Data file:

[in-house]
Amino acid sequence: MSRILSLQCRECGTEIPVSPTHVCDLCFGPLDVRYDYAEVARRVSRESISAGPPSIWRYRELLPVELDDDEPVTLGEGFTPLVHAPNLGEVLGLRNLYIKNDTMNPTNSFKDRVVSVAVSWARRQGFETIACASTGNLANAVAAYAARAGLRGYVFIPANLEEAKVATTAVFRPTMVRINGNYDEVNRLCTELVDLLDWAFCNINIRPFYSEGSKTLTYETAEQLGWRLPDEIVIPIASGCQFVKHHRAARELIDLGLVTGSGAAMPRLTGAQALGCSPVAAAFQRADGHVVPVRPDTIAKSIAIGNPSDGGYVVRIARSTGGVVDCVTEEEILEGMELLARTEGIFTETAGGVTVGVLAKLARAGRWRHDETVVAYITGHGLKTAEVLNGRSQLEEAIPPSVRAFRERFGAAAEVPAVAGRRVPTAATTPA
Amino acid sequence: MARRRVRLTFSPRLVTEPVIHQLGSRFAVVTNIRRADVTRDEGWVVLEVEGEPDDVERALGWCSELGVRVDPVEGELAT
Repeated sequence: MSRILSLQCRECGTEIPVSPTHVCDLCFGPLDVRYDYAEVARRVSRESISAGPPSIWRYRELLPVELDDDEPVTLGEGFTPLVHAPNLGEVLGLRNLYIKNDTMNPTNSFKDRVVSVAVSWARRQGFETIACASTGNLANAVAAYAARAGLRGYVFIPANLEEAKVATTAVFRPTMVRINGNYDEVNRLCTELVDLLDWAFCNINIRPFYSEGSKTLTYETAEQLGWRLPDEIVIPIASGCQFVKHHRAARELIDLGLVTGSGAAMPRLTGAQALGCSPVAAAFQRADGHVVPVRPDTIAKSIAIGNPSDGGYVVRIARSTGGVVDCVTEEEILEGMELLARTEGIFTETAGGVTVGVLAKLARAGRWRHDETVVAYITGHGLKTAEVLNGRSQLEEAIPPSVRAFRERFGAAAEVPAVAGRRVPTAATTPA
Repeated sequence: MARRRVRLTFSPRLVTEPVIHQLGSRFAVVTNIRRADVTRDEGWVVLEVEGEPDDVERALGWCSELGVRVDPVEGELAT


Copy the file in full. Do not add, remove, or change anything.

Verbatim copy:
[in-house]
Amino acid sequence: MSRILSLQCRECGTEIPVSPTHVCDLCFGPLDVRYDYAEVARRVSRESISAGPPSIWRYRELLPVELDDDEPVTLGEGFTPLVHAPNLGEVLGLRNLYIKNDTMNPTNSFKDRVVSVAVSWARRQGFETIACASTGNLANAVAAYAARAGLRGYVFIPANLEEAKVATTAVFRPTMVRINGNYDEVNRLCTELVDLLDWAFCNINIRPFYSEGSKTLTYETAEQLGWRLPDEIVIPIASGCQFVKHHRAARELIDLGLVTGSGAAMPRLTGAQALGCSPVAAAFQRADGHVVPVRPDTIAKSIAIGNPSDGGYVVRIARSTGGVVDCVTEEEILEGMELLARTEGIFTETAGGVTVGVLAKLARAGRWRHDETVVAYITGHGLKTAEVLNGRSQLEEAIPPSVRAFRERFGAAAEVPAVAGRRVPTAATTPA
Amino acid sequence: MARRRVRLTFSPRLVTEPVIHQLGSRFAVVTNIRRADVTRDEGWVVLEVEGEPDDVERALGWCSELGVRVDPVEGELAT
Repeated sequence: MSRILSLQCRECGTEIPVSPTHVCDLCFGPLDVRYDYAEVARRVSRESISAGPPSIWRYRELLPVELDDDEPVTLGEGFTPLVHAPNLGEVLGLRNLYIKNDTMNPTNSFKDRVVSVAVSWARRQGFETIACASTGNLANAVAAYAARAGLRGYVFIPANLEEAKVATTAVFRPTMVRINGNYDEVNRLCTELVDLLDWAFCNINIRPFYSEGSKTLTYETAEQLGWRLPDEIVIPIASGCQFVKHHRAARELIDLGLVTGSGAAMPRLTGAQALGCSPVAAAFQRADGHVVPVRPDTIAKSIAIGNPSDGGYVVRIARSTGGVVDCVTEEEILEGMELLARTEGIFTETAGGVTVGVLAKLARAGRWRHDETVVAYITGHGLKTAEVLNGRSQLEEAIPPSVRAFRERFGAAAEVPAVAGRRVPTAATTPA
Repeated sequence: MARRRVRLTFSPRLVTEPVIHQLGSRFAVVTNIRRADVTRDEGWVVLEVEGEPDDVERALGWCSELGVRVDPVEGELAT